Issue #16288 has been updated by davidw (David Welton).


mame (Yusuke Endoh) wrote:
> Thank you for the report and the great investigation!  I could reproduce the issue by using your example: https://github.com/mainameiz/segfault_app

Thanks for checking in to it.

> Currently, starting a thread in a finalizer is dangerous.  The termination of the interpreter is: (1) kill all threads except the main thread, (2) run all finalizers, and (3) destruct all (including all mutexes, the main thread, timer thread, VM itself, etc.).  If a finalizer creates a thread, it starts running during or after (3), which leads to a catastrophic situation.

Yes, I think there are multiple parts to this bug. It makes sense to me that starting threads in a finalizer like the concurrenty-ruby gem is doing is not correct.

> An easy solution is to prohibit thread creation after the process (3) is started.  The following patch fixes the segfault of your example.

Yes, that prevents the segfault in my test application as well.

> However, as the last two lines show, Timeout cannot be used safely in a finalizer.  I'm unsure if it is acceptable, but to support thread creation in a finalizer, we need to revamp the termination process.  @ko1 and @nobu, what do you think?
> 
> @davidw I could be wrong as I don't understand your statement about thread_join, but I couldn't see the behavior by running your example under gdb.  Anyways, thanks for the great investigation.  It is really helpful.

Apologies, I was just kind of guessing at what was going on - I am not at all familiar with Ruby's internals! I think the interaction is kind of complex, as you can see from the simple code I posted in the first bug report, which only tries to launch a thread in a finalizer - and fails. It's strange that the timeout.rb code is able to successfully create a thread.

Thank you for your prompt response and looking into the problem.



----------------------------------------
Bug #16288: Segmentation fault with finalizers, threads
https://bugs.ruby-lang.org/issues/16288#change-82460

* Author: davidw (David Welton)
* Status: Open
* Priority: Normal
* Assignee: 
* Target version: 
* ruby -v: ruby 2.6.6p116 (2019-10-02 revision 67825) [x86_64-linux]
* Backport: 2.5: UNKNOWN, 2.6: UNKNOWN
----------------------------------------
Hi,

This is a tricky one and I am still working on narrowing it down, but I will report what I have so far.

I compiled a version of 2_6_6 from github: ruby 2.6.6p116 (2019-10-02 revision 67825) [x86_64-linux]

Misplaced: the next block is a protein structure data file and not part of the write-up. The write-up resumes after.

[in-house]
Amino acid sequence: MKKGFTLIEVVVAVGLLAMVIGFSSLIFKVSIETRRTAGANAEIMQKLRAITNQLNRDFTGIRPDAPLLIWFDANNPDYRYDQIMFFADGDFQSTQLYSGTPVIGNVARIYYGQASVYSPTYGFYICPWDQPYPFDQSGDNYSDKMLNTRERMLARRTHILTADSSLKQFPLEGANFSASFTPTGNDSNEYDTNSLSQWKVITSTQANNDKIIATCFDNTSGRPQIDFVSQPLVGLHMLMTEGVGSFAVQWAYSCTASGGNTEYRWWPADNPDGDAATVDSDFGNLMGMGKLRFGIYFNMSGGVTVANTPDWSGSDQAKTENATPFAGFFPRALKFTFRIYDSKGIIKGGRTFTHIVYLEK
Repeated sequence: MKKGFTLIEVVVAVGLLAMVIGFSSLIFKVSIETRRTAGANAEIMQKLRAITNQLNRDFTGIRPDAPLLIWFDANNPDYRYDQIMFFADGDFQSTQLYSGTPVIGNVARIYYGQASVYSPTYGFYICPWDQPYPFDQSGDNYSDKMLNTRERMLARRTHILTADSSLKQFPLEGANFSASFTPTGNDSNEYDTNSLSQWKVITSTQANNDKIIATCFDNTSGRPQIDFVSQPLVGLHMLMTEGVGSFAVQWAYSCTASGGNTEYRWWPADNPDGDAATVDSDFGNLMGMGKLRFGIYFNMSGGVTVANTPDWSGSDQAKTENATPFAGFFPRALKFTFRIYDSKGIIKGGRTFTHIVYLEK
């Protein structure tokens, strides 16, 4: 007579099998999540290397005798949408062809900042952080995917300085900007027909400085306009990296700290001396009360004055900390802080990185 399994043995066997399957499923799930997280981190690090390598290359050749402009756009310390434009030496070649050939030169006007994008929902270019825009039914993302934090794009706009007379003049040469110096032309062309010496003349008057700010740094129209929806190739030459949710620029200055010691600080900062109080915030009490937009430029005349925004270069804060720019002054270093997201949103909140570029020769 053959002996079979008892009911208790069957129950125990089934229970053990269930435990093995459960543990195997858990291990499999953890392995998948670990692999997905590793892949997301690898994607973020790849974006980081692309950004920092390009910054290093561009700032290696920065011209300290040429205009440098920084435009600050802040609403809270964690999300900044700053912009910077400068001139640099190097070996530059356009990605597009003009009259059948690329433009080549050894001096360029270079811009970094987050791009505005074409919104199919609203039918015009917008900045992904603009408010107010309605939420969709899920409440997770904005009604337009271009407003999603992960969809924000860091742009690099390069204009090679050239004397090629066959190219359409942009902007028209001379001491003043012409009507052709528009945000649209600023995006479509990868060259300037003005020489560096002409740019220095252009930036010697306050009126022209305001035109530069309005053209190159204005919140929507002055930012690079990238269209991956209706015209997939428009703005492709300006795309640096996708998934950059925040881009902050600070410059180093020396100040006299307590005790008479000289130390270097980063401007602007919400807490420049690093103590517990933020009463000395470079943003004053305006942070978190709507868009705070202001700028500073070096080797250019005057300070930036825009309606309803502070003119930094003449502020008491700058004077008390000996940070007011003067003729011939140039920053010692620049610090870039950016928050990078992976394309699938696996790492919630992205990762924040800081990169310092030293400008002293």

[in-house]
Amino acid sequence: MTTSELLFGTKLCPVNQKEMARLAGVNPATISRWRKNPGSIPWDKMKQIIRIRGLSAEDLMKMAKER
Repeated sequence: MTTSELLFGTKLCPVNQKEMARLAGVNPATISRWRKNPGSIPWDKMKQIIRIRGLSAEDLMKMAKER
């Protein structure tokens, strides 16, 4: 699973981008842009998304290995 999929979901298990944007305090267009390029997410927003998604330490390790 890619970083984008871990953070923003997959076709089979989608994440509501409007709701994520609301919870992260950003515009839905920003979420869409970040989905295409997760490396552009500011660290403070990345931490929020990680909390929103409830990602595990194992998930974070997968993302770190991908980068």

I have a minimal Rails project that uses Mongoid. It crashes with a segmentation fault when rspec runs. The concurrent ruby gem is in some way involved, and I have been posting there: https://github.com/ruby-concurrency/concurrent-ruby/issues/808

However, I think there is a deeper problem - I would not expect a user level script to cause a segmentation fault.

I have been putting a lot of debugging statements in, and turned on Thread.DEBUG, and have noticed some things. I am not experienced with Ruby's internals, so some of these bits of data might be normal or irrelevant:

* The concurrent-ruby gem uses ObjectSpace.define_finalizer to set a finalizer
* That finalizer creates a new Thread
* However, it appears as if that thread is running after the main thread is already dead, so code that expects to reference the main thread crashes, because it's a NULL reference.

I tried the following test code:

```
class Foo
  def initialize
    ObjectSpace.define_finalizer(self, proc do
                                   Foo.foo_finalizer
                                 end)
  end

  def bar
    puts 'bar'
  end

  def Foo.foo_finalizer
    puts "foo_finalizer"
    t = Thread.new do
      puts "Thread reporting for duty"
    end
    puts "foo_finalizer thread launched"
    sleep 5
  end
end

f = Foo.new
f.bar
f = nil
```

While trying to develop a simple test case to demonstrate the problem. It triggers rb_raise(rb_eThreadError, "can't alloc thread"); in thread_s_new, because it looks like the main thread has already been marked as 'killed' in this case. When I check the main thread status in thread_s_new with the above code, it reports 'dead'.

When I run my rspec code in the sample Rails project, thread_s_new shows the main thread's status as 'run' even if it should be dead?

I have seen some debugging things that shows some exceptions and thread_join interrupts and so on.

Is it possible that something like this is happening?

Main thread starts doing a cleanup, and gets an exception or something that generates an interrupt, and its KILLED status gets reset to RUNNABLE

Then, in the finalizer, it starts creating a Thread, but at this point the main thread actually does get killed, and when that finalizer thread tries to run it runs into a null reference?

I can provide the Rails sample project if needs be.

Sorry if any of the above isn't clear; I've been staring at the C code for several hours and am a bit cross-eyed!

Thank you for any insights.





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